• Anytime during run-time. Glitching during run-time can affect any register. It's a wild shot but fun things can happen (hello JTAG unlock!)
  • During permission checking. If flash reading is protected, this means it has to verify at some point if you have permission. If you can affect the outcome of this decision it can grant you access to retrieve the contents
  • And there are many more you can think of, but also many reasons to what can prevent success (e.g. permanent physical disconnection of the JTAG interface with antifuses etc)
  • 2
    Thanks for the answer. I wasn't specifically wanting to bypass an ATmega, it was just an example of a microncontroller where there is no commonly known method. I was really looking for a practical hardware and software example of this - everything seems very wordy. Commented Apr 11, 2013 at 14:59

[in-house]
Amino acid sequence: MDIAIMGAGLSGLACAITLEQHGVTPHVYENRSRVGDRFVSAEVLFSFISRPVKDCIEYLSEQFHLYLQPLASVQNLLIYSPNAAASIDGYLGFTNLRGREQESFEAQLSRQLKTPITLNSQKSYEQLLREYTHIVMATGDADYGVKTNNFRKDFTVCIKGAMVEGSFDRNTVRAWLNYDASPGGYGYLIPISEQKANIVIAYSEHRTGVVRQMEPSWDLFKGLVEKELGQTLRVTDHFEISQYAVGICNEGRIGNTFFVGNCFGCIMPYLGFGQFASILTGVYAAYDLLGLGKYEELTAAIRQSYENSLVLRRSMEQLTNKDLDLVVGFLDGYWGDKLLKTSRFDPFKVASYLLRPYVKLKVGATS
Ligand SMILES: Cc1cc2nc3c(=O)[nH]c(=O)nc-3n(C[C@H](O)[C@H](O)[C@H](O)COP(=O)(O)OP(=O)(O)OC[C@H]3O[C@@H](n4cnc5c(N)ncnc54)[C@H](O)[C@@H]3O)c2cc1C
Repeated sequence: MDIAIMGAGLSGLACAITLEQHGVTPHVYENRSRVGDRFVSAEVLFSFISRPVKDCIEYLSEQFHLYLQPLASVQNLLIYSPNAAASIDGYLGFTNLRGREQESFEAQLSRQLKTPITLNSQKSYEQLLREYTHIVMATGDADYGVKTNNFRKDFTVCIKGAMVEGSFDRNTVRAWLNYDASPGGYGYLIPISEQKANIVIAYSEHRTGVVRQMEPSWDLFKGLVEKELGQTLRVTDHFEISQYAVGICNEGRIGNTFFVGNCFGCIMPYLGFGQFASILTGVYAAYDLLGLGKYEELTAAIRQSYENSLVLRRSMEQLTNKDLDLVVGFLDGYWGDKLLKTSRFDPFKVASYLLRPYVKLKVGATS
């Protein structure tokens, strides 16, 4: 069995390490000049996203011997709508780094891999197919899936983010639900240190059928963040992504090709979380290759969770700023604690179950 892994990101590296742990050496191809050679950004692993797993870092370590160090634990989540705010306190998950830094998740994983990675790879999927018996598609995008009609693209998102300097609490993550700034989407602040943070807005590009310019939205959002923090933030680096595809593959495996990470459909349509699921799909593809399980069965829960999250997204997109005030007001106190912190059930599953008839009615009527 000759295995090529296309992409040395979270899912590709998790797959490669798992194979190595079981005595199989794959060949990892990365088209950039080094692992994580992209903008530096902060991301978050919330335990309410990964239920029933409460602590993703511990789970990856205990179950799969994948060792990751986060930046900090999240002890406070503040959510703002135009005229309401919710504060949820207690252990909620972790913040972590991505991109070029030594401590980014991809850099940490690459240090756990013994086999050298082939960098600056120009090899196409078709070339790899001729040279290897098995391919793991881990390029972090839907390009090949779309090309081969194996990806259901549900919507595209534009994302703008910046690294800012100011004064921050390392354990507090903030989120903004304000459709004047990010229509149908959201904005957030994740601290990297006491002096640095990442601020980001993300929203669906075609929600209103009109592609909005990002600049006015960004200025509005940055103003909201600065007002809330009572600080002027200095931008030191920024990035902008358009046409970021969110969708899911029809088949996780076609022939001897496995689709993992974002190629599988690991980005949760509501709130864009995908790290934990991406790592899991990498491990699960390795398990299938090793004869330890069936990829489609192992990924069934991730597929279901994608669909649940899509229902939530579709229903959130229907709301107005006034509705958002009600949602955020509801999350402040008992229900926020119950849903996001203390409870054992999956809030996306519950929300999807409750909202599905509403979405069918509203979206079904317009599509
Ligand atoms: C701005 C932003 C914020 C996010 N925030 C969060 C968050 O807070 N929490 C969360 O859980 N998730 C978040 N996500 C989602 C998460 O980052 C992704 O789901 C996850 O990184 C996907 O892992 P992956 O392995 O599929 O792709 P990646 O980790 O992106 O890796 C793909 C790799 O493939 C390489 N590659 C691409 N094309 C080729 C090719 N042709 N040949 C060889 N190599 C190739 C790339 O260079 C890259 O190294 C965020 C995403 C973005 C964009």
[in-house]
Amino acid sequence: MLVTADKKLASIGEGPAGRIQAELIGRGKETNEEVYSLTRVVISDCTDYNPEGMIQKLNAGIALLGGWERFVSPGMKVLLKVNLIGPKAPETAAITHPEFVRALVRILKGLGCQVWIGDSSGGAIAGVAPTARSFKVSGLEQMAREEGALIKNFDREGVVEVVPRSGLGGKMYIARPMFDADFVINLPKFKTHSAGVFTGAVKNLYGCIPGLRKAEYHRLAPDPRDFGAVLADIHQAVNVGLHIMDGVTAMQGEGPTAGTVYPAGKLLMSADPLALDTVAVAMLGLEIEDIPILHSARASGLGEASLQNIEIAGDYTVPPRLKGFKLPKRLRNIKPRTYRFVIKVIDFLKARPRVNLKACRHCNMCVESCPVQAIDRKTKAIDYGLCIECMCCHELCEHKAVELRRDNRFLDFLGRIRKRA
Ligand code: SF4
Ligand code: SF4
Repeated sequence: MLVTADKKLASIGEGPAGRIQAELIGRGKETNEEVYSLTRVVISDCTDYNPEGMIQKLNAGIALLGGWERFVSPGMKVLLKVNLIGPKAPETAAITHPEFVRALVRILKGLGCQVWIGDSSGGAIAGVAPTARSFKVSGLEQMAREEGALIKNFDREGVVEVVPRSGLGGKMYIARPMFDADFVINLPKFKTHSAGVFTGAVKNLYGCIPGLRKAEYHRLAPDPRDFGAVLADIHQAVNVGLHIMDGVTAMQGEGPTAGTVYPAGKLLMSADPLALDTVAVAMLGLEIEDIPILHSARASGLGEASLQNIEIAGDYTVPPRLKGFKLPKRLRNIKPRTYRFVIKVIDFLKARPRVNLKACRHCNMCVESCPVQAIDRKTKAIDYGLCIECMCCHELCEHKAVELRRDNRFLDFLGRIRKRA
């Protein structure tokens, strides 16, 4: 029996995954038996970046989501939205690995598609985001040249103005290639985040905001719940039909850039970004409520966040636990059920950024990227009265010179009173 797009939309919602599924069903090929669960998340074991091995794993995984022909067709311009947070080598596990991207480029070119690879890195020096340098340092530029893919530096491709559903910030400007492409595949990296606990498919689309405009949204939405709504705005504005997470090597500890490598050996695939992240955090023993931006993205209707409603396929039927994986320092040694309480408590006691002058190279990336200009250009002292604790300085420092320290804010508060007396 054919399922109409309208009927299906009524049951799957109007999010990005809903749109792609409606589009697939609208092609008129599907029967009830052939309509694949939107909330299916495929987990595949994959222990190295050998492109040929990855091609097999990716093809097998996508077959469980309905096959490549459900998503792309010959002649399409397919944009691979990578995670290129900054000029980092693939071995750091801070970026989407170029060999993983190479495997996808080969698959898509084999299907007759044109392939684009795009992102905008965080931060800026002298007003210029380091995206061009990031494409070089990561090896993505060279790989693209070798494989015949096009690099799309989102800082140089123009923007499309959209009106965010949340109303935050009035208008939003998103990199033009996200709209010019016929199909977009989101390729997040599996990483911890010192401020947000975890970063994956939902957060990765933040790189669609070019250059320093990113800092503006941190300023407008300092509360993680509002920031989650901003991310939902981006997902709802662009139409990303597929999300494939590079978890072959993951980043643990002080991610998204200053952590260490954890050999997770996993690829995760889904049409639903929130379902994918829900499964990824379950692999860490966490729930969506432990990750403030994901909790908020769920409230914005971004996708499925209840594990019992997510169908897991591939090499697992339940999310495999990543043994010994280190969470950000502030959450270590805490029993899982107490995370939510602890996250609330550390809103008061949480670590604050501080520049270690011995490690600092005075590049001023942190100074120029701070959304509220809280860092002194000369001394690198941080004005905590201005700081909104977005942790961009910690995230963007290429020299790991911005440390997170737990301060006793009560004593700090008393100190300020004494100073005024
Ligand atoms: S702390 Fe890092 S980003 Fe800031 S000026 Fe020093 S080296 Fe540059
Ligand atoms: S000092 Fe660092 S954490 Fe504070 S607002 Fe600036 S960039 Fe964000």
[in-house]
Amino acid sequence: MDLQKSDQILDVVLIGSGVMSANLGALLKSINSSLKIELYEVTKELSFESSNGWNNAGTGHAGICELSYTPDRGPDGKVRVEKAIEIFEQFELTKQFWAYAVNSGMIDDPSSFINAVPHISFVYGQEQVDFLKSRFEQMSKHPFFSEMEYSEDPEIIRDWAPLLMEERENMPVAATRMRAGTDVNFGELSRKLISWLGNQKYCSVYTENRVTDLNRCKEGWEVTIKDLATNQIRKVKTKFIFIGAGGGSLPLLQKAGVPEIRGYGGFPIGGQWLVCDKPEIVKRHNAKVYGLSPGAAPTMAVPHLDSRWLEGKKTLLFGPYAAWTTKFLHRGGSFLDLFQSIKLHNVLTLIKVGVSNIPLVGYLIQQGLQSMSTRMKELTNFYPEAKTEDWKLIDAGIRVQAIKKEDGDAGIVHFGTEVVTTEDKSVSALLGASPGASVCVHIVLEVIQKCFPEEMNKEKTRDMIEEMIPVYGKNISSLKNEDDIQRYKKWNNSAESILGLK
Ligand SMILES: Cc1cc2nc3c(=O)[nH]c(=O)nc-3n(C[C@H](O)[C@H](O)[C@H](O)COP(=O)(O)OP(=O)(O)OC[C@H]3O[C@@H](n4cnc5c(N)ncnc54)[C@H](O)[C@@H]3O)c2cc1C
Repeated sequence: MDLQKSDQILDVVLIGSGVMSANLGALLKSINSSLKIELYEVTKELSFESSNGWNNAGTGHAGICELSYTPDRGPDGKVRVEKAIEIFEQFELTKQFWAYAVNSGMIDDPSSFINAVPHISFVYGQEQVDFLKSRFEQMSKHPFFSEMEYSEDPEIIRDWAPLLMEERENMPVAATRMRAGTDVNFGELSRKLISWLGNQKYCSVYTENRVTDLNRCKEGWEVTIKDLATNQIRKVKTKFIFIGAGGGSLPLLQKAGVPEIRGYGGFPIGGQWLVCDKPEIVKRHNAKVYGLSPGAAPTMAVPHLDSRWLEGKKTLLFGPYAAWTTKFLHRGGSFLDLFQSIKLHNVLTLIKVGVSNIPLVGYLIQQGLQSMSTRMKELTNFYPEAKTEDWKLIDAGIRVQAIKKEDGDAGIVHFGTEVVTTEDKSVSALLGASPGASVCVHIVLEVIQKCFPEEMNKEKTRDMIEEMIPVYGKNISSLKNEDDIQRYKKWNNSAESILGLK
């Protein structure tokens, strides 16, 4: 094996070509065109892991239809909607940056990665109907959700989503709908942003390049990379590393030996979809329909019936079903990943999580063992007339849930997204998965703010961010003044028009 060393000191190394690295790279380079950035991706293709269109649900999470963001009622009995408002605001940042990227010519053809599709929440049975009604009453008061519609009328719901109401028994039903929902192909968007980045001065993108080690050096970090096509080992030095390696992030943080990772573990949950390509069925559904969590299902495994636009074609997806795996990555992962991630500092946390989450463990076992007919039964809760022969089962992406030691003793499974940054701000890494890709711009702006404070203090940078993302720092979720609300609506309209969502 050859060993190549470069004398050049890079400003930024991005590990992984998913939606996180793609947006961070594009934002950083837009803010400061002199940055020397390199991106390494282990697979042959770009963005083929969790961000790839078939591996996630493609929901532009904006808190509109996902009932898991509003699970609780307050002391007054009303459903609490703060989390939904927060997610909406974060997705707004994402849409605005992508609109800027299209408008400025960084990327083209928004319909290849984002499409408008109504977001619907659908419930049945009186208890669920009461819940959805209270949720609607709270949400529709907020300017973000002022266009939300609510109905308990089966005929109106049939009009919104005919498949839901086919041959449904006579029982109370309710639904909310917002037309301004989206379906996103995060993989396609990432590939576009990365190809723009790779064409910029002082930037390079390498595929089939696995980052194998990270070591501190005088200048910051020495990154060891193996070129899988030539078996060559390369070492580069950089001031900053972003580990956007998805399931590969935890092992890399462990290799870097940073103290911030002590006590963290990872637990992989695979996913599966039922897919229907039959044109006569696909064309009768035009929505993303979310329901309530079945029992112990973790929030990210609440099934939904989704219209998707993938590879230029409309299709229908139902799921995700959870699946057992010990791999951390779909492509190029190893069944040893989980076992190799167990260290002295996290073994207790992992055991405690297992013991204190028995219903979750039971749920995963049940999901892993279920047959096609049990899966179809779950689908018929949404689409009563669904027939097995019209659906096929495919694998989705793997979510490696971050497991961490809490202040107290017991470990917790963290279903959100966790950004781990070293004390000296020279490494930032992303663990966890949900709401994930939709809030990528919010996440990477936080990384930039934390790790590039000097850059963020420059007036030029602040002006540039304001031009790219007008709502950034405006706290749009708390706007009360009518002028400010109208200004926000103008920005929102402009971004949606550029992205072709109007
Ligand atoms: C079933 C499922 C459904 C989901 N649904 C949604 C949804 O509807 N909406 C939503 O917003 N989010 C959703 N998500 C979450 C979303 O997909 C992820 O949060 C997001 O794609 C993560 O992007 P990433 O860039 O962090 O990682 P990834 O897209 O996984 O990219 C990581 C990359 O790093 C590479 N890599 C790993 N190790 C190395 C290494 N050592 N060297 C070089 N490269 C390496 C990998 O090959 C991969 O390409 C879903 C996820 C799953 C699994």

It's not directly targeted at bypassing copy protection, but there is substantial research in glitching embedded systems via fault injection by Jasper van Woudenberg. Applications of his research include manipulating branch decisions and leaking instructions and crypto keys, so there are likely avenues to apply it to your target as well.

Slides from his talk in 2012 may be found here: http://www.riscure.com/news-events/fault-injection-attacks-on-embedded-chips (more publications by the company may be found here)

He very recently gave a talk at Infiltrate 2013 that touched heavily in this area, so keep a look out for for slides and video from that.

Additionally, it may be worthwhile to learn about the Xbox 360 glitch hack and the process involved there.

  • Xbox glitch hack link is dead Commented Jul 10, 2015 at 13:25

In order to read out the flash contents for an Atmel AVR ATmega MCU,you can break the master chip. It doesn't return the chip undamaged, but provides the code and program.